I don’t like our textbook. It seems to imply that conservation is somehow less moral or ethical than other ecological concerns. Personally, I think that the exact opposite is true.
Let me start by saying that I love animals and respect nature. I enjoy seeing undespoiled nature and recognize the importance of it, but I cannot fault people whose only concern is conservation. We are on the verge of a global ecological catastrophe. They say within 50 years we could see the terrible results of global warming and see an unprecedented loss of human life as well as seeing us thrust back into the dark ages.
In the face of this crisis, we must consider what is most important or most pressing and focus upon that before anything else. As an emergency room will treat patients with a head wound before they will treat one with a broken arm based on severity, we must make choices that will not be easy. Conservation makes that choice. It recognizes, perhaps selfishly, that all the environmental practices in the world will mean nothing if humans aren’t around to benefit from them. Perhaps this is greedy, or perhaps nothing more than the biological imperative instilled in us from evolution, but our species surviving matters more than any other ecological facet. Once we’ve ensured the survival of mankind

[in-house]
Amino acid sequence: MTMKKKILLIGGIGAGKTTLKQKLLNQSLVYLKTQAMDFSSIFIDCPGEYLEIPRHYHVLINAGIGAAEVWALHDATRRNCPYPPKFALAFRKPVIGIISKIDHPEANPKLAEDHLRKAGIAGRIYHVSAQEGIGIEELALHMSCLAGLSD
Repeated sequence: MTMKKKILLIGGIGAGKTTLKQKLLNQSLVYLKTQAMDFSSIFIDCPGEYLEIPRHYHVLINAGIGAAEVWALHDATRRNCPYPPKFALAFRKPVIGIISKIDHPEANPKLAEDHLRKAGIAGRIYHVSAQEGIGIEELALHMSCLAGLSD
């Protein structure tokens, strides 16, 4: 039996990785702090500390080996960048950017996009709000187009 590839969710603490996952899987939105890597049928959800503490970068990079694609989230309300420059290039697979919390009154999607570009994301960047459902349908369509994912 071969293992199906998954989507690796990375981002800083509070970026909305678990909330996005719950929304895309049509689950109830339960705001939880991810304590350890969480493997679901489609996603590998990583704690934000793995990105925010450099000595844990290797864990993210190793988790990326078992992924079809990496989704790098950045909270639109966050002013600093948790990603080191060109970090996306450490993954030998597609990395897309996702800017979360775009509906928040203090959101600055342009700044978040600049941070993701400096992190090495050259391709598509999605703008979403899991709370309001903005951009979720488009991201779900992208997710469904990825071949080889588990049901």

Perhaps this is greedy, or perhaps nothing more than the biological imperative instilled in us from evolution, but our species surviving matters more than any other ecological facet. Once we’ve ensured the survival of mankind, then we can focus on the other parts. I know how important the rainforests are, and how endangered the whales are, but my first priority has to be the survival of mankind.
The world isn’t going to end. Life will continue without us. Something may crawl from the mess that mankind has created, but I’d rather it be mankind that crawls from the mess and that’s where my focus lies. If killing every whale ensured the survival of the human race? I’d be sad, but would say goodbye to them without hesitation.
I’m only Human.